https://github.com/pupi1985/JavaCSV-Reloaded (fork of the previous library that will allow the generated output to have Windows line terminators \r\n when not running Windows)


CSV API for Java

Can you recommend a Java library for reading (and possibly writing) CSV files?

Converting CSV File to XML in Java

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Good call recognizing that the OP was parsing a CSV file. An external library is extremely appropriate for this task. – Stefan Kendall Nov 18 '09 at 16:14
well, it's not a CSV file, but thanks, great answer! – Jason S Nov 18 '09 at 16:20
(just a single string) – Jason S Nov 18 '09 at 16:23
But the string is a CSV string; you should be able to use a CSV api on that string directly. – Michael Brewer-Davis Nov 18 '09 at 16:29
not necessarily... my skills are often adequate, but they benefit from being honed. – Jason S Nov 18 '09 at 18:10

I would not advise a regex answer from Bart, I find parsing solution better in this particular case (as Fabian proposed). I've tried regex solution and own parsing implementation I have found that:

  1. Parsing is much faster than splitting with regex with backreferences - ~20 times faster for short strings, ~40 times faster for long strings.
  2. Regex fails to find empty string after last comma. That was not in original question though, it was mine requirement.

My solution and test below.

String tested = "foo,bar,c;qual=\"baz,blurb\",d;junk=\"quux,syzygy\",";
long start = System.nanoTime();
String[] tokens = tested.split(",(?=([^\"]*\"[^\"]*\")*[^\"]*$)");
long timeWithSplitting = System.nanoTime() - start;

start = System.nanoTime(); 
List<String> tokensList = new ArrayList<String>();
boolean inQuotes = false;
StringBuilder b = new StringBuilder();
for (char c : tested.toCharArray()) {
    switch (c) {
    case ',':
        if (inQuotes) {
        } else {
            b = new StringBuilder();
    case '\"':
        inQuotes = !inQuotes;
long timeWithParsing = System.nanoTime() - start;

System.out.printf("Time with splitting:\t%10d\n",timeWithSplitting);
System.out.printf("Time with parsing:\t%10d\n",timeWithParsing);

Of course you are free to change switch to else-ifs in this snippet if you feel uncomfortable with its ugliness. Note then lack of break after switch with separator. StringBuilder was chosen instead to StringBuffer by design to increase speed, where thread safety is irrelevant.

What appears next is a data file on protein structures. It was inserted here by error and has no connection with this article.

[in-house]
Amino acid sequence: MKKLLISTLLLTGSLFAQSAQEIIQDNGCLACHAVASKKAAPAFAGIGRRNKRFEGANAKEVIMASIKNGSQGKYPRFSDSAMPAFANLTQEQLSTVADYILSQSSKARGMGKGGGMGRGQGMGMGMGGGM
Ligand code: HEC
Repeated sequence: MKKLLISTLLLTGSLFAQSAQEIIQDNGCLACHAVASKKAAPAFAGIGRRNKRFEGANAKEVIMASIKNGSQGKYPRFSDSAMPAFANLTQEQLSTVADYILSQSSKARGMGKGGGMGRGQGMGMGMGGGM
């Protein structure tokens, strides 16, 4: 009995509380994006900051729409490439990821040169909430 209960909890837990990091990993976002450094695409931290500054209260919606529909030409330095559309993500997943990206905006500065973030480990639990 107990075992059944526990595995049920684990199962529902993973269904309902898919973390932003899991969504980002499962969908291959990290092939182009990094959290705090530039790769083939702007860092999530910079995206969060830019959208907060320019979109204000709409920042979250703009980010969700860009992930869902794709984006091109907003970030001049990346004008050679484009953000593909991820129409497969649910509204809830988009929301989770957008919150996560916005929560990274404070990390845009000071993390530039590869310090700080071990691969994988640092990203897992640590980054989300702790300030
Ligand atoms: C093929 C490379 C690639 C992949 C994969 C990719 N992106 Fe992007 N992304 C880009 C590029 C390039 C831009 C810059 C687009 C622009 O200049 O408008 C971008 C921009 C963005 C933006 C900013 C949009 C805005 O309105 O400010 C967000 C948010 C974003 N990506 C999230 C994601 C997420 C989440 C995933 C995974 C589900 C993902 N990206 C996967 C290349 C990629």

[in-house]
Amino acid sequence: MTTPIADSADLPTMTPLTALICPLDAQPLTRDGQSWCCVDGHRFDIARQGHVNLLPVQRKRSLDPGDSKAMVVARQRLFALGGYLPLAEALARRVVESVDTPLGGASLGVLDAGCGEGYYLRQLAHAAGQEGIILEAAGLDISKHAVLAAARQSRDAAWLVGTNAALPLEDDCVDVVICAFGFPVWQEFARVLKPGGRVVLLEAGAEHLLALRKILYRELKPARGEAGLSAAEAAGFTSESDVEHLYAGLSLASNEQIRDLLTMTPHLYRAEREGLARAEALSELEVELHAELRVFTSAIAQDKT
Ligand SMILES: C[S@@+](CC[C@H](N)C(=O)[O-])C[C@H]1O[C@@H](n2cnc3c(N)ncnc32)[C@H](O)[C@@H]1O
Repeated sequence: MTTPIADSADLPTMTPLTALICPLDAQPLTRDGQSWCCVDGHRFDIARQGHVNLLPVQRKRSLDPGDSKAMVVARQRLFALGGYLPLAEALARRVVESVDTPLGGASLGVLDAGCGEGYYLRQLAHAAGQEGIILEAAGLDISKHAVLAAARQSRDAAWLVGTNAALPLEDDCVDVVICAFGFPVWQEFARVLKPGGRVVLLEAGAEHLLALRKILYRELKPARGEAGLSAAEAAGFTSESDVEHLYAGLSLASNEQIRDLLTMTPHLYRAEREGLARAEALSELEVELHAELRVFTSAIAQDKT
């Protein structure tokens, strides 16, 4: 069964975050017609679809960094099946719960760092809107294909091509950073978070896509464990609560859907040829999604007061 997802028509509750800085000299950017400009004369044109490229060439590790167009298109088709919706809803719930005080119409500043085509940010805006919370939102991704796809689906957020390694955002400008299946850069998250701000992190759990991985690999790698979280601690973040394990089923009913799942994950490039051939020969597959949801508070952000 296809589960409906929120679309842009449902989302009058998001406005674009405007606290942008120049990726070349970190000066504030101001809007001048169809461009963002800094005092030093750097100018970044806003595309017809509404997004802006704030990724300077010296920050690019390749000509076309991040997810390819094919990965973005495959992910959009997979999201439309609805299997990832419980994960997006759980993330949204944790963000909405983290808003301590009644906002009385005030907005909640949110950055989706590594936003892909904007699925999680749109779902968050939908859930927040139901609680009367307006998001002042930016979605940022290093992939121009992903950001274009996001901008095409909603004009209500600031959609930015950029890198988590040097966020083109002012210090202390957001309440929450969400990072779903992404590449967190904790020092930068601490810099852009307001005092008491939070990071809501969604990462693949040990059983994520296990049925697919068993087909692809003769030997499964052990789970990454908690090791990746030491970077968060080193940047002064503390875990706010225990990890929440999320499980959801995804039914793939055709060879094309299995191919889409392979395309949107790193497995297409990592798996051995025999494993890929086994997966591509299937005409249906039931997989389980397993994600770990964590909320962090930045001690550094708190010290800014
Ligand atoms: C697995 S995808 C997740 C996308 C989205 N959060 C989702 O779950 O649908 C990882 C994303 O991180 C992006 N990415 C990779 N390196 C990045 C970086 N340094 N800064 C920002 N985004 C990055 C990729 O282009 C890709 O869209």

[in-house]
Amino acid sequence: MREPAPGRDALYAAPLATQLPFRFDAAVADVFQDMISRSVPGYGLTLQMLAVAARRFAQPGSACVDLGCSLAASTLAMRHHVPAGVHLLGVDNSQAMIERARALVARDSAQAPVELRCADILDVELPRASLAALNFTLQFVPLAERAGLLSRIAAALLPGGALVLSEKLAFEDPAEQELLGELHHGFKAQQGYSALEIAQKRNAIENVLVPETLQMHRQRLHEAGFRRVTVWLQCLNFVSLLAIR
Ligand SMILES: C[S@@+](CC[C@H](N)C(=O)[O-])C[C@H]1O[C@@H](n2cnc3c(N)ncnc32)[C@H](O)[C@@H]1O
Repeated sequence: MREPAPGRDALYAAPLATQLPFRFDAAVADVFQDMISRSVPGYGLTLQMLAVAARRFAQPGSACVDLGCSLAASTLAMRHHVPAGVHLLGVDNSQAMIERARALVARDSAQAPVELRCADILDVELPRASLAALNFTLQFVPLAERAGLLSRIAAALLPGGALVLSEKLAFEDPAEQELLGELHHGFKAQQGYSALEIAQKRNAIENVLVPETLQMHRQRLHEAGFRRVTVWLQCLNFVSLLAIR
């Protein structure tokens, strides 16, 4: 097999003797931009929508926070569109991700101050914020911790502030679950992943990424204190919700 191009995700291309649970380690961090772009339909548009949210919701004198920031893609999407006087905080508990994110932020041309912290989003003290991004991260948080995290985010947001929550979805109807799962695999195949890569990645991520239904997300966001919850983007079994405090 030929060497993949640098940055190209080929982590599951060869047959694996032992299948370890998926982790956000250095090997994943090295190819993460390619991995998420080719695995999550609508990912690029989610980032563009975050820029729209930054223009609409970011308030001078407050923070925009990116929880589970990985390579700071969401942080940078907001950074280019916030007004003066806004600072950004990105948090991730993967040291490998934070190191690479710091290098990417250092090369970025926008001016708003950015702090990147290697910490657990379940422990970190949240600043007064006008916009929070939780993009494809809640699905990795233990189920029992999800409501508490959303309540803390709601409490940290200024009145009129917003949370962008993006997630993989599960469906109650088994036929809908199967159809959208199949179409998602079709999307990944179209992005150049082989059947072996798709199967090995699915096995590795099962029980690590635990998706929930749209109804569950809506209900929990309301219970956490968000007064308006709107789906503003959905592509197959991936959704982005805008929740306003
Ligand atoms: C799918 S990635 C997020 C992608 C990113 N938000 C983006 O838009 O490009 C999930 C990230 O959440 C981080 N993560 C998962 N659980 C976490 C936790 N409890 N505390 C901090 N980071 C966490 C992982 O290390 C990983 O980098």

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Interesting point regarding time splitting vs parsing. However, statement #2 is inaccurate. If you add a -1 to the split method in Bart's answer, you will catch empty strings (including empty strings after the last comma): line.split(regex, -1) – Peter Mar 28 '15 at 10:39

You're in that annoying boundary area where regexps almost won't do (as has been pointed out by Bart, escaping the quotes would make life hard) , and yet a full-blown parser seems like overkill.

If you are likely to need greater complexity any time soon I would go looking for a parser library. For example this one

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The jack library linked is now called javacc.dev.java.net – Nathan Voxland Nov 18 '09 at 16:27

I was impatient and chose not to wait for answers... for reference it doesn't look that hard to do something like this (which works for my application, I don't need to worry about escaped quotes, as the stuff in quotes is limited to a few constrained forms):

final static private Pattern splitSearchPattern = Pattern.compile("[\",]"); 
private List<String> splitByCommasNotInQuotes(String s) {
	if (s == null)
		return Collections.emptyList();

	List<String> list = new ArrayList<String>();
	Matcher m = splitSearchPattern.matcher(s);
	int pos = 0;
	boolean quoteMode = false;
	while (m.find())
		String sep = m.group();
		if ("\"".equals(sep))
			quoteMode = !quoteMode;
		else if (!quoteMode && ",".equals(sep))
			int toPos = m.start(); 
			list.add(s.substring(pos, toPos));
			pos = m.end();
	if (pos < s.length())
	return list;

(exercise for the reader: extend to handling escaped quotes by looking for backslashes also.)

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Rather than use lookahead and other crazy regex, just pull out the quotes first. That is, for every quote grouping, replace that grouping with __IDENTIFIER_1 or some other indicator, and map that grouping to a map of string,string.

After you split on comma, replace all mapped identifiers with the original string values.

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and how to find quote groupings without crazy regexS? – Kai Huppmann Nov 18 '09 at 16:22
For each character, if character is quote, find next quote and replace with grouping. If no next quote, done. – Stefan Kendall Nov 18 '09 at 16:48

Try a lookaround like (?!\"),(?!\"). This should match , that are not surrounded by ".

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Pretty sure that would break for a list like: "foo",bar,"baz" – Angelo Genovese May 30 '13 at 22:57
I think you meant (?<!"),(?!"), but it still won't work. Given the string one,two,"three,four", it correctly the matches the comma in one,two, but it also matches the comma in "three,four", and fails to match one in two,"three. – Alan Moore May 19 '14 at 15:04

I would do something like this:

boolean foundQuote = false;

if(charAtIndex(currentStringIndex) == '"')
   foundQuote = true;

if(foundQuote == true)
   //do nothing


  string[] split = currentString.split(',');  
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protected by Community Jun 6 '11 at 20:38